There are four parts to this mid-term examination. The first part consists of fourteen passages from the reading assignments of which you must identify and describe the significance or contribution of twelve. (Additional instructions follow.) The second part asks you to reconsider the responses you provided to some of the survey questions I distributed on the first day of class. (I have supplied a copy of what you submitted in response to the poll with the original questions repeated below.) Part three consists of three essay questions of which you must write on one. Part Four asks you to analyze the effect on the power relations between teacher and study created by grading assignments "blind," that is, without students' names on the papers. Make sure that you look over the completed exam for spelling, grammar etc. before you hand it in.
There are 200 points in total divided over four parts.
Part I Identifications (60 Points, 5 Points per Identification)
Instructions for Identifications: Below, you will find fourteen quotations taken from the reading assignments for this course. Your job is to identify twelve of them, giving the author (and the title of the work). For each identified quotation, discuss its significance for understanding the meaning, organization, and uses of power. In discussing the significance of the quotation, you should not only discuss the particular argument of the text from which it appears but also what about the author or perspective makes it important for our understanding of power.
- The history of all hitherto existing society is the history of class struggles.
- Nobody, in general, wishes that his influence completely determine the other individual. He rather wants his influence, this determination of the other, to act back upon him.
- Classifications of the forms of power are "ideal typical" or "analytical" and by no means imply that any and all actual power relations can be neatly subsumed under one or another of the labeled forms. Despite familiar warnings against 'reification' or the attribution of 'misplaced concreteness' to concepts, one still finds, even among supposedly sophisticated social scientists, a tendency to assume naively that there must be a one-to-one correspondence between observed phenomena and definitional categories. The value of any classification depends not on how literally it encompasses the inexhaustible variety of the world, but on the subtlety and discernment with which it is 'fitted' to reality and on whether or not it can be employed to generate illuminating propositions.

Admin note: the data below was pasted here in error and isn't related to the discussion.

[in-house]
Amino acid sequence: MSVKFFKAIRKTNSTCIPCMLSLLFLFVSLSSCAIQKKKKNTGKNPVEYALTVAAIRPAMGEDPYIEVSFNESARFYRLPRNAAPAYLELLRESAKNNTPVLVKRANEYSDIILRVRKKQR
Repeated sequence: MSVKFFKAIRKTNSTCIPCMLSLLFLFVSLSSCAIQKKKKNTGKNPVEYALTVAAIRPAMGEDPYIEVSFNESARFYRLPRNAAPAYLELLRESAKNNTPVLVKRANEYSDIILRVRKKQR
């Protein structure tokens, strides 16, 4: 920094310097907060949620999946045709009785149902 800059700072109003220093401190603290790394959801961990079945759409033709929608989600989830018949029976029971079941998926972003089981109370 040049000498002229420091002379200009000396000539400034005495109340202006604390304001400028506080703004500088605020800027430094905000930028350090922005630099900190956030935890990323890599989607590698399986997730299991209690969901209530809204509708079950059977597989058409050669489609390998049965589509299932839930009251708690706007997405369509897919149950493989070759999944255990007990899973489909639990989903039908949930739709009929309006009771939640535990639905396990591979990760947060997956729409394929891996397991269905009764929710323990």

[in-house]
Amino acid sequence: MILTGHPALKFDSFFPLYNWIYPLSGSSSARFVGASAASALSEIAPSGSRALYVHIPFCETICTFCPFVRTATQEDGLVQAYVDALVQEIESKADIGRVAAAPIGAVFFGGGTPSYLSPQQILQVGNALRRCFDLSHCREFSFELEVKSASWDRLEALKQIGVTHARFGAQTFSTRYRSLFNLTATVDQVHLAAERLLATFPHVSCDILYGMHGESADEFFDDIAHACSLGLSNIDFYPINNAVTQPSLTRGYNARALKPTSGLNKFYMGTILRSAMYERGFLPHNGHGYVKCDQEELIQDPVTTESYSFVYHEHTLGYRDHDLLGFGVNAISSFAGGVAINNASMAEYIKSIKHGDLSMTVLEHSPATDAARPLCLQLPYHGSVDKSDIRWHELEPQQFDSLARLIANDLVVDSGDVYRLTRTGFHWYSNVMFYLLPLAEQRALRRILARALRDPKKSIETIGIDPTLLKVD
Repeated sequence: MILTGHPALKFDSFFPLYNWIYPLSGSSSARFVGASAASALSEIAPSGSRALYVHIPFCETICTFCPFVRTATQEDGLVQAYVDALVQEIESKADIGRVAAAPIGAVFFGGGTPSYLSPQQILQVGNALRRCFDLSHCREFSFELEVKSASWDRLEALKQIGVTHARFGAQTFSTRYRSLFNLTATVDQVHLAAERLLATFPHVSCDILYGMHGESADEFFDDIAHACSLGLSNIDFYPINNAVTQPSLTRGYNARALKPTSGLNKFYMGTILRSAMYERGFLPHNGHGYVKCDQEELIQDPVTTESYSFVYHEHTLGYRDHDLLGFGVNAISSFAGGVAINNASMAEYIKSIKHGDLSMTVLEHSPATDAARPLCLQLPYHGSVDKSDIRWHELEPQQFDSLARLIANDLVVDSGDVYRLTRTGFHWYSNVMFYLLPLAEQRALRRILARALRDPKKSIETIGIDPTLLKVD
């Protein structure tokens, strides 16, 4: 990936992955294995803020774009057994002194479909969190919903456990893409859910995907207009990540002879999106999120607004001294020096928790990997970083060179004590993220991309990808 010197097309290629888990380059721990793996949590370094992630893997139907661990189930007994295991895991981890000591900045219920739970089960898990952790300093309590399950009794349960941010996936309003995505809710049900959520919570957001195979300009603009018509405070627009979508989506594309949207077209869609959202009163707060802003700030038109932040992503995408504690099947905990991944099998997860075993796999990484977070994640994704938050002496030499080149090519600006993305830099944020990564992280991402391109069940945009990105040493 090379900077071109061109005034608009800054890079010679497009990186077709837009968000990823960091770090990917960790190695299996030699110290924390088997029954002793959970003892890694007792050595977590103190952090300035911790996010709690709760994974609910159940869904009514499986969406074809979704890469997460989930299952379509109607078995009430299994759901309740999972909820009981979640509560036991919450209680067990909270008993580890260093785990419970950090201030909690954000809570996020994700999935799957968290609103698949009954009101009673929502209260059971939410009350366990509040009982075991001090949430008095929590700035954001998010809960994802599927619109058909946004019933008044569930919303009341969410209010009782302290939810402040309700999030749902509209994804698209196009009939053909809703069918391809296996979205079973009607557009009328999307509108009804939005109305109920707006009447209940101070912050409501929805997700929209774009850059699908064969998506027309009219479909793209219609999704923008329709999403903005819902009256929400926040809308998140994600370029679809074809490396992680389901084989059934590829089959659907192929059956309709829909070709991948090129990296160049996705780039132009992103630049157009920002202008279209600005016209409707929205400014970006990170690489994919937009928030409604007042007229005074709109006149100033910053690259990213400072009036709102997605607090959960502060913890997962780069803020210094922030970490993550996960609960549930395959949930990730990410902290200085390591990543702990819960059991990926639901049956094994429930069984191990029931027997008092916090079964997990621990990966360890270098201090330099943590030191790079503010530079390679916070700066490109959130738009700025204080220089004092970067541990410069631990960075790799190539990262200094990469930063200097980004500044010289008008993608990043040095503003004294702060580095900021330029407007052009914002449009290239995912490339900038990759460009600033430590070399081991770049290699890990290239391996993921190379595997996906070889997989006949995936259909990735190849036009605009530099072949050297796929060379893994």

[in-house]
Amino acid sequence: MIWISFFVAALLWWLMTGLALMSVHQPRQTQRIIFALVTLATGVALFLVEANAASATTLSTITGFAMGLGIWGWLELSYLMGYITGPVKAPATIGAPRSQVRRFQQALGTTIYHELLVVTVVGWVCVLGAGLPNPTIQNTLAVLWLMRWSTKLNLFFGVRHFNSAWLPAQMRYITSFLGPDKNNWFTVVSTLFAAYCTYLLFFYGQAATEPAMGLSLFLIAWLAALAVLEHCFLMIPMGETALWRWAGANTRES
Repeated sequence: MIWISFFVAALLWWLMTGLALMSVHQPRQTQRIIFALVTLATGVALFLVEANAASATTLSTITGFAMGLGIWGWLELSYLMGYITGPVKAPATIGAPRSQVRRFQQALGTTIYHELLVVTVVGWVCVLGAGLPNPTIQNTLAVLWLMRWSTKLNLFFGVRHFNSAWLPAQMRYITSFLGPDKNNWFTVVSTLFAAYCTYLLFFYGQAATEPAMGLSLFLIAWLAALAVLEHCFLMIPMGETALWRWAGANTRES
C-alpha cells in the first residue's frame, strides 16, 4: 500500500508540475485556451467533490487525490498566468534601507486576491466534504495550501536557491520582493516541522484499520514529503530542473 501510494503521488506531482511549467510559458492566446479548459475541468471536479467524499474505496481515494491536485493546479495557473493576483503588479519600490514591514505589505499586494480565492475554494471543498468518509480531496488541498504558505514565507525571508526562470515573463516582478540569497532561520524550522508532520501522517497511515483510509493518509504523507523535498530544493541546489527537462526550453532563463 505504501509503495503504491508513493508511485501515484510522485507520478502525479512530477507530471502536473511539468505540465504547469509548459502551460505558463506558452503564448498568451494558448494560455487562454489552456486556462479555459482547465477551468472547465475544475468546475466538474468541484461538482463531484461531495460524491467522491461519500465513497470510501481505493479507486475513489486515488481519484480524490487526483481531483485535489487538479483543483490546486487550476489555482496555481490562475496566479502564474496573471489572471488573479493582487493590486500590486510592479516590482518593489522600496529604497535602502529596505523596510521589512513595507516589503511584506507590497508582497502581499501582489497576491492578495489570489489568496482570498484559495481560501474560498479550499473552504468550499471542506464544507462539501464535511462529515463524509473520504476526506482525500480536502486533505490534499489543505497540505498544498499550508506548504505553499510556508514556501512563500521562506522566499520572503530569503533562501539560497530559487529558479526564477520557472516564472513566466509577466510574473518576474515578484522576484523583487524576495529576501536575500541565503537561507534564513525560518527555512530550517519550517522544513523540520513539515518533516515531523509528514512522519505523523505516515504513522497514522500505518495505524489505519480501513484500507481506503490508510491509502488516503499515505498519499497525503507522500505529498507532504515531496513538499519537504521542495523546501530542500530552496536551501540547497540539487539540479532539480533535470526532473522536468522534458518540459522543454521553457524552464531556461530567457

- Hobbes was obsessed with what he took to be the constants in human behavior: aggressiveness and the desire for survival. The armed robbery at the subway exit was certainly an example of the first instinct. But was it in any way an example of the second - the instinct for survival?
- Let us assume that in every branch of human activity each individual is given an index which stands as a sign of his capacity, very much the way grades are given in the various subjects in examinations in school. So let us make a class of the people who have the highest indices of their branch of activity, and to that class give the name of elite.
- The totality of these relations of production constitutes the economic structure of society, the real foundation, on which arises a legal and political superstructure and to which correspond definite forms of social consciousness. It is not the consciousness of men that determines their existence, but their social existence that determines their consciousness.
- The principle that one dominant class inevitably succeeds to another, and the law deduced from that principle that oligarchy is, as it were, a preordained form of the common life of great social aggregates, far from conflicting with or replacing the materialist conception of history, completes that conception and reinforces it.
- With some over-simplification, one might thus say that "classes" are stratified according to the principles of their consumption of goods as represented by special "styles of life."
- Every institution captures something of the time and interest of its members and provides something of a world for them; in brief, every institution has encompassing tendencies. When we review the different institutions in our Western society, we find some that are encompassing to a degree discontinuously greater than the ones next in line. Their encompassing or total character is symbolized by the barrier to social intercourse with the outside and to departure that is often built right into the physical plant, such as locked doors, high walls, barbed wire, cliffs, water, forests, or moors.
- Charismatic authority rests on the effectual and personal devotion of the follower to the lord and his gifts of grace (charisma). They comprise especially magical abilities, revelations of heroism, power of the mind and of speech. The eternally new, the non-routine, the unheard of and the emotional rapture from it are sources of personal devotion.